A war mascot monkey who died 70 years ago in a suspected booze-fuelled army lockdown in the Irish Republic has been immortalised.
A statue of Tojo the monkey was erected in Clonakilty, west Cork, where he and a US Air Force crew made an emergency landing in a war plane in 1943.
A plaque marking the site at White's Marsh was also unveiled, as the anniversary of the local legend was celebrated.
Dena O'Donovan, who runs O'Donovan's Hotel where Tojo was buried, said his arrival and time in Clonakilty is one of the town's most-loved historical tales.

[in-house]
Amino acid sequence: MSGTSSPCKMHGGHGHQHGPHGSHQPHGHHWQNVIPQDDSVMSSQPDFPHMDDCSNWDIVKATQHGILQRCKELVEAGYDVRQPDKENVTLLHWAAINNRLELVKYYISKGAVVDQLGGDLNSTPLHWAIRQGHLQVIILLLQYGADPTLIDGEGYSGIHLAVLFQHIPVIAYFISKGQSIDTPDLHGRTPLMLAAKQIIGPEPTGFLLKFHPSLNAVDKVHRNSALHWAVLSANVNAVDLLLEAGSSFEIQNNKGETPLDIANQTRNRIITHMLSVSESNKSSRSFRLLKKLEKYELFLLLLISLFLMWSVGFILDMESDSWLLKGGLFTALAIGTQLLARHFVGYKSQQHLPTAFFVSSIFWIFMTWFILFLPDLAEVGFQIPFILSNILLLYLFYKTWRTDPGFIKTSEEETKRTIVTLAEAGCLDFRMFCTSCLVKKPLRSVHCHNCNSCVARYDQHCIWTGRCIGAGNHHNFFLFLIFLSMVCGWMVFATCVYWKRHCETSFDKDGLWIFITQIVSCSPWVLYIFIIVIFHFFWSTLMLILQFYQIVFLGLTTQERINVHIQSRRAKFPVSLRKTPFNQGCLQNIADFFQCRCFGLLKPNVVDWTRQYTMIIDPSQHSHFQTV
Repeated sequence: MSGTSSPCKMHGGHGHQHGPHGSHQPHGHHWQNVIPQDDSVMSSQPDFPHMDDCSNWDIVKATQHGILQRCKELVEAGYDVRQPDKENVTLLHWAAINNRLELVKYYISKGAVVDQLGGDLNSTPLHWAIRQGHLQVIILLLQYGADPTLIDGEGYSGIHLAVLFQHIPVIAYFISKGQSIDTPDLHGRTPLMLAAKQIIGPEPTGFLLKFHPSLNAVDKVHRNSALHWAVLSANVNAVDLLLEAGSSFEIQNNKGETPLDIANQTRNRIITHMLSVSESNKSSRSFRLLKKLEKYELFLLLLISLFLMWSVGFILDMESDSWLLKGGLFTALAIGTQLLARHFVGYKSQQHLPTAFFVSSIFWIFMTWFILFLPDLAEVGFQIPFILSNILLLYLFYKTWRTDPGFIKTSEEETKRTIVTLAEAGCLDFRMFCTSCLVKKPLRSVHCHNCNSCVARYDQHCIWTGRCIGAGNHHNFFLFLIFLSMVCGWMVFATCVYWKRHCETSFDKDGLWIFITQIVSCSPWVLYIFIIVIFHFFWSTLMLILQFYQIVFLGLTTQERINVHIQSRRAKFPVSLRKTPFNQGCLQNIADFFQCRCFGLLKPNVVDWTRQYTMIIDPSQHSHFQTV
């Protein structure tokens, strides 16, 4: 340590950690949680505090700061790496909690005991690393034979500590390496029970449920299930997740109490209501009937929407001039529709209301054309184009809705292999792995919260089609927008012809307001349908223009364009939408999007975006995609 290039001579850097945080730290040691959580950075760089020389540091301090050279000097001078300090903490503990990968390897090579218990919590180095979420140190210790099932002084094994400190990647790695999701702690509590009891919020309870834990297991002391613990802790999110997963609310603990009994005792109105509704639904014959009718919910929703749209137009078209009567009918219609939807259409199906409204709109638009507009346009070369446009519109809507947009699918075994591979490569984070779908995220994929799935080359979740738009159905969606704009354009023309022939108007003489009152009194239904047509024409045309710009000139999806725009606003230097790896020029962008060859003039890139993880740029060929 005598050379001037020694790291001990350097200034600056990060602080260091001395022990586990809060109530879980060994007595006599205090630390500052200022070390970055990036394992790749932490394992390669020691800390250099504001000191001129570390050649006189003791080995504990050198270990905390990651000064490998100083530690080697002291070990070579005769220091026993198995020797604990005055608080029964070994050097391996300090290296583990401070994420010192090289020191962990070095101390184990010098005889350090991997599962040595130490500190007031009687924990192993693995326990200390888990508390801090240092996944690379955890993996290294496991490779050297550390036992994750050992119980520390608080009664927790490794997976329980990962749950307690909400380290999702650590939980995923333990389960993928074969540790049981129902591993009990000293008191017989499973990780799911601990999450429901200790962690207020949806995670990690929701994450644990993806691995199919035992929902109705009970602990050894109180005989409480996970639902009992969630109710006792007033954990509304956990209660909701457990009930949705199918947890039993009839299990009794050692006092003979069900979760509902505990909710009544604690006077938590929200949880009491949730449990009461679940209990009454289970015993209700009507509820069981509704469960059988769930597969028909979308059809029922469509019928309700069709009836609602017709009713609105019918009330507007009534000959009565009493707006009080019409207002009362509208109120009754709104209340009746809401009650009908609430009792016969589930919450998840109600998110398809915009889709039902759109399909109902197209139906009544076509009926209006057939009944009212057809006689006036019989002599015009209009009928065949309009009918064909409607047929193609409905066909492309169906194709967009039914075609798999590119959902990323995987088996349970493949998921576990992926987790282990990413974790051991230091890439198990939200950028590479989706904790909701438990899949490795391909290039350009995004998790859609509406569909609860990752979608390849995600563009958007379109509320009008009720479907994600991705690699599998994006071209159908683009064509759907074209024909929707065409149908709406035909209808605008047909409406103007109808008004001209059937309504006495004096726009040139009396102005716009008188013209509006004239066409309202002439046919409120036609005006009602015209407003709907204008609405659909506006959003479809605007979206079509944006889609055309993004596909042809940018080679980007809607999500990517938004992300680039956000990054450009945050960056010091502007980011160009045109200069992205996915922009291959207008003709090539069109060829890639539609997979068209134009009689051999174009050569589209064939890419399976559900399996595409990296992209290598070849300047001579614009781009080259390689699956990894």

"It's a bizarre story, you couldn't make it up," she said.
Tojo, named after the Japanese prime minister of the time, was plied with food and drink - alien to a monkey diet - as the locals welcomed him and the crew into the community.
The crew was being held at the hotel, which was used as a temporary army barracks during the Second World War, until their identities were verified.
When Tojo died a number of days after their arrival, he was given a traditional Irish wake and funeral with military honours.
"Before his burial, Tojo was laid on a bed in one of the rooms upstairs and people queued throughout the hotel to see his body," Ms O'Donovan said.
"People were genuinely devastated when he died. Some say his little body couldn't handle the cold in Ireland, others say it was the food - monkeys have not been known to eat black pudding. But others have said he was given quite a bit to drink."